Using Story Cubes and Creatively Writing Stories

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During Work on Writing time a few weeks ago, we introduced the Story Cubes app.  The students loved it!  It was great seeing them so excited about writing, and they came up with some creative sentences and stories!

To introduce the activity to each group, I showed them how to use the cubes and we wrote a story together.  After shaking the cubes and seeing our picture choices, we went around the table and everyone thought of one sentence.  Each person wrote the sentence in his journal, so the group had the same story.  After everyone had shared an idea and we made sure the story had a good conclusion, each person illustrated his story.  Once center time was complete, students shared their stories with the class.


Since students were so excited about writing these stories, we decided to start a traveling journal.  There were 2 copies of story cube dice, so we put 1 set and a journal in a bag to go home with 2 children each night.  They have to write a story and return the set the following day; the child shares his story with the class and then a new student takes the journal home.


I love this idea of students creatively writing a complete story and sharing it with their classmates.  They’re going to be writing the rest of their lives, so it’s important they develop a solid foundation.  Also, it’s a chance for them to be creative, which I think sometimes get lost with other demands of school and life.  I will never tell a child he cannot write a story or that there is a limit how much to write.  I cannot wait to continue reading their stories!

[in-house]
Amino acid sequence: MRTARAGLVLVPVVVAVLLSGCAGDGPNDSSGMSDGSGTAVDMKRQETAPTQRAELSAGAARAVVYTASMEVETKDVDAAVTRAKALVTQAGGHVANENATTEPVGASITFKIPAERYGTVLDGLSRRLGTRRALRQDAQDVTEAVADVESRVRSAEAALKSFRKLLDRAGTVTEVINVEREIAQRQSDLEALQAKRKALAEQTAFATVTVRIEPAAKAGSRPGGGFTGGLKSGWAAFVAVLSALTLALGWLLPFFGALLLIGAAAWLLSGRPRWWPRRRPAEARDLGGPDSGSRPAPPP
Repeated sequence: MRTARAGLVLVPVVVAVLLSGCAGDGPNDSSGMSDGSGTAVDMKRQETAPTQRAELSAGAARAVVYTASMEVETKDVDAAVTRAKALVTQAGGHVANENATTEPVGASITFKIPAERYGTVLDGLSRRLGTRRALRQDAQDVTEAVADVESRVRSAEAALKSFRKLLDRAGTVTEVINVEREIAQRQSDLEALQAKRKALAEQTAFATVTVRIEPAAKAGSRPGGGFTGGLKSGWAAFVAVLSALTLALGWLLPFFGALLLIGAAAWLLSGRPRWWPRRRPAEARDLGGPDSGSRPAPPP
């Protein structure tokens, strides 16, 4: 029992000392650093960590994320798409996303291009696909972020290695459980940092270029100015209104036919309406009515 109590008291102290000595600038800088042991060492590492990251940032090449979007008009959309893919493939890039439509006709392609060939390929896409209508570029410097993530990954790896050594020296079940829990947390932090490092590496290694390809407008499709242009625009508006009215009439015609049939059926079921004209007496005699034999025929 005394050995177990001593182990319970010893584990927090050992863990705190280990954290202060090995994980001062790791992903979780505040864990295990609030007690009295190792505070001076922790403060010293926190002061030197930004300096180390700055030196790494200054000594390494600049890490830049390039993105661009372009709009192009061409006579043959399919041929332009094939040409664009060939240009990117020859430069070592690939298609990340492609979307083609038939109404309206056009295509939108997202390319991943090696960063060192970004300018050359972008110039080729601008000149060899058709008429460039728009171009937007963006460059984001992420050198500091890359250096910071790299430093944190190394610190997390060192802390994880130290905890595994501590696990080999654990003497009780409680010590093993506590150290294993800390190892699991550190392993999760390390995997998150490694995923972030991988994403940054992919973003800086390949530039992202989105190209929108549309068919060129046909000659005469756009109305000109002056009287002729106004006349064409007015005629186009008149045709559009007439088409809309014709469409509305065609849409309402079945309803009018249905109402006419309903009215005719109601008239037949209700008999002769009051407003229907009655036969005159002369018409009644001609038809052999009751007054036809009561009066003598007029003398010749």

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Let’s Sequence a Story!

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Reading and comprehension are two of the most important skills taught in school.  Students need to read in every subject, and they need to learn different tools to check and demonstrate their understanding.  Sometimes, activities need to be consistent to continue practicing the same skill.

I’ve learned that sometimes, especially with struggling readers, activities need to be changed often to make reading fun.  When these students practice the same thing over and over, they get bored and frustrated; these are the readers we need to motivate the most to keep trying and read!